9

In my xUnit integration test in my .NET Core 2.0 project I cannot see log messages in the terminal that also prints the test results. When the code is run in WebHost environment, the logs are printed out to the console.

This is how I configure logging in the test's constructor:

var config = new ConfigurationBuilder()
    .AddJsonFile("appsettings.Tests.json")
    .Build();

var services = new ServiceCollection();

services.AddLogging(options => {
    options.AddConfiguration(config.GetSection("Logging"));
    options.AddConsole();
    options.AddDebug();
});

var serviceProvider = services.BuildServiceProvider();
var loggerFactory = serviceProvider.GetService<ILoggerFactory>();
var logger = loggerFactory.CreateLogger("Test");
logger.LogError("From ctor");

But I don't see any log message.

24

xUnit has changed in version 2 to no longer capture the standard output for tests:

If you used xUnit.net 1.x, you may have previously been writing output to Console, Debug, or Trace. When xUnit.net v2 shipped with parallelization turned on by default, this output capture mechanism was no longer appropriate; it is impossible to know which of the many tests that could be running in parallel were responsible for writing to those shared resources.

Instead, you are now supposed to use an explicit mechanism to write to the test output. Basically, instead of writing to the console, you are writing to a special ITestOutputHelper.

Of course, this output mechanism is not supported by default with ASP.NET Core logging. Fortunately, writing a logging provider for the test output isn’t too difficult. I’ve just implemented a quick provider and included it in my answer below. You can use it like this:

public class Example
{
    private readonly ILogger<Example> _logger;

    public Example(ITestOutputHelper testOutputHelper)
    {
        var loggerFactory = new LoggerFactory();
        loggerFactory.AddProvider(new XunitLoggerProvider(testOutputHelper));
        _logger = loggerFactory.CreateLogger<Example>();
    }

    [Fact]
    public void Test()
    {
        _logger.LogDebug("Foo bar baz");
    }
}

Note that you usually should avoid creating a complete dependency injection container in unit tests. Having DI in unit tests is usually a sign that your unit test is not a unit test but instead an integration test. In a unit test, you should only test one particular unit and pass all its dependencies explicitly—more than often just as a mock. As you can see in the example above, creating a logger is actually a very simple thing to do without DI.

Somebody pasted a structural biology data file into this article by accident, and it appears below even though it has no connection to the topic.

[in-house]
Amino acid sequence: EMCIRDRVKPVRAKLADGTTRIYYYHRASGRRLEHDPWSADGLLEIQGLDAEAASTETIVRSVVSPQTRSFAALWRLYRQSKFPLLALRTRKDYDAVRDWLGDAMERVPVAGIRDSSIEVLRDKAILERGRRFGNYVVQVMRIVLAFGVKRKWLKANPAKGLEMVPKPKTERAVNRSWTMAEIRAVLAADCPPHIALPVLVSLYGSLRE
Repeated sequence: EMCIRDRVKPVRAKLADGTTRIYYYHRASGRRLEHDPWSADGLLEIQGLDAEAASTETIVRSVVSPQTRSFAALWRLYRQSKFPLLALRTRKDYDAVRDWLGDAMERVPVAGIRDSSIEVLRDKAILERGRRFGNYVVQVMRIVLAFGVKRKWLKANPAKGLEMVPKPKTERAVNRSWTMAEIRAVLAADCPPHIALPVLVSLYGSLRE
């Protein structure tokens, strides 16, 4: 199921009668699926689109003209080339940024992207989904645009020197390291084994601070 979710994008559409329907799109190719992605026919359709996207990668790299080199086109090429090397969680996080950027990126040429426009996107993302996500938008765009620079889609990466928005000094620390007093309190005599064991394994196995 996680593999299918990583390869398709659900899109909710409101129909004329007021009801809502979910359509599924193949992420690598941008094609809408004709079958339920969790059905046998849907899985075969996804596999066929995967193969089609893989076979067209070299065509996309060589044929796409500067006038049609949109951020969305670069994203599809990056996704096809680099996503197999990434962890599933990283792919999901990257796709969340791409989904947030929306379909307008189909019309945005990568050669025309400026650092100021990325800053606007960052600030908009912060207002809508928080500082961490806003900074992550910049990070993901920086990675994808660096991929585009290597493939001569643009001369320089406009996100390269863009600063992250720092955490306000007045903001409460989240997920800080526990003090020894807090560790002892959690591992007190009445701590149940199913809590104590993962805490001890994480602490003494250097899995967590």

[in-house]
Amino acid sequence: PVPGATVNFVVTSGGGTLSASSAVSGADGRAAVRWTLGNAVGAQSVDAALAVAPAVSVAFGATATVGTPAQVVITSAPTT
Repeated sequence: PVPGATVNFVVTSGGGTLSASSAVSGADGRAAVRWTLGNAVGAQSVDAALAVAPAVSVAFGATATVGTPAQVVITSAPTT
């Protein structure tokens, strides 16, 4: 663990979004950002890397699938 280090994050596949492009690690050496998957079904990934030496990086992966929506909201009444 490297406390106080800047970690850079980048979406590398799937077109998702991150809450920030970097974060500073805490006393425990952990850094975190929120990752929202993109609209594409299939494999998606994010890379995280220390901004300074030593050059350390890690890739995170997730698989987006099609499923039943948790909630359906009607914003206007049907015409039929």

As promised, this is the XunitLoggerProvider and the XunitLogger which you need to run the code shown above, and to integrate the Microsoft.Extensions.Logging framework with xUnit test output:

public class XunitLoggerProvider : ILoggerProvider
{
    private readonly ITestOutputHelper _testOutputHelper;

    public XunitLoggerProvider(ITestOutputHelper testOutputHelper)
    {
        _testOutputHelper = testOutputHelper;
    }

    public ILogger CreateLogger(string categoryName)
        => new XunitLogger(_testOutputHelper, categoryName);

    public void Dispose()
    { }
}

public class XunitLogger : ILogger
{
    private readonly ITestOutputHelper _testOutputHelper;
    private readonly string _categoryName;

    public XunitLogger(ITestOutputHelper testOutputHelper, string categoryName)
    {
        _testOutputHelper = testOutputHelper;
        _categoryName = categoryName;
    }

    public IDisposable BeginScope<TState>(TState state)
        => NoopDisposable.Instance;

    public bool IsEnabled(LogLevel logLevel)
        => true;

    public void Log<TState>(LogLevel logLevel, EventId eventId, TState state, Exception exception, Func<TState, Exception, string> formatter)
    {
        _testOutputHelper.WriteLine($"{_categoryName} [{eventId}] {formatter(state, exception)}");
        if (exception != null)
            _testOutputHelper.WriteLine(exception.ToString());
    }

    private class NoopDisposable : IDisposable
    {
        public static NoopDisposable Instance = new NoopDisposable();
        public void Dispose()
        { }
    }
}
  • 1
    Thank you. 1) I know that it is not a unit test. What I want to do in my integration test here is to see the warnings that Entity Framework logs when some queries are evaluated locally. I will update the question. 2) I hooked your classes up. The Log method of XunitLogger is invoked and I see badly formatted output in the OmniSharp Log but I don't see it neither in .NET Test Log nor in the terminal's output when I run dotnet test. – Max Sep 12 '17 at 10:58
  • @Max To see the output from the console runner, you need to use the dotnet-xunit CLI tool (dotnet test is not powerful enough for that) and run ` dotnet xunit -diagnostics`. The output will automatically appear properly in Visual Studio though. – poke Sep 12 '17 at 11:44
  • So nothing like this is included still? (just asking since this is over a year old now) – Simon_Weaver Dec 29 '18 at 3:04
  • 1
    @Simon_Weaver No, xUnit will still not catch console output (for the same reasons), and a built-in logger is not provided. – poke Dec 31 '18 at 15:24
  • how do I get this logger output to show up in visual studio 2017 [ / 2019 ] | output | tests pane when I run [ or debug ] a .net core xunit test? – myusrn Jan 8 '19 at 6:30

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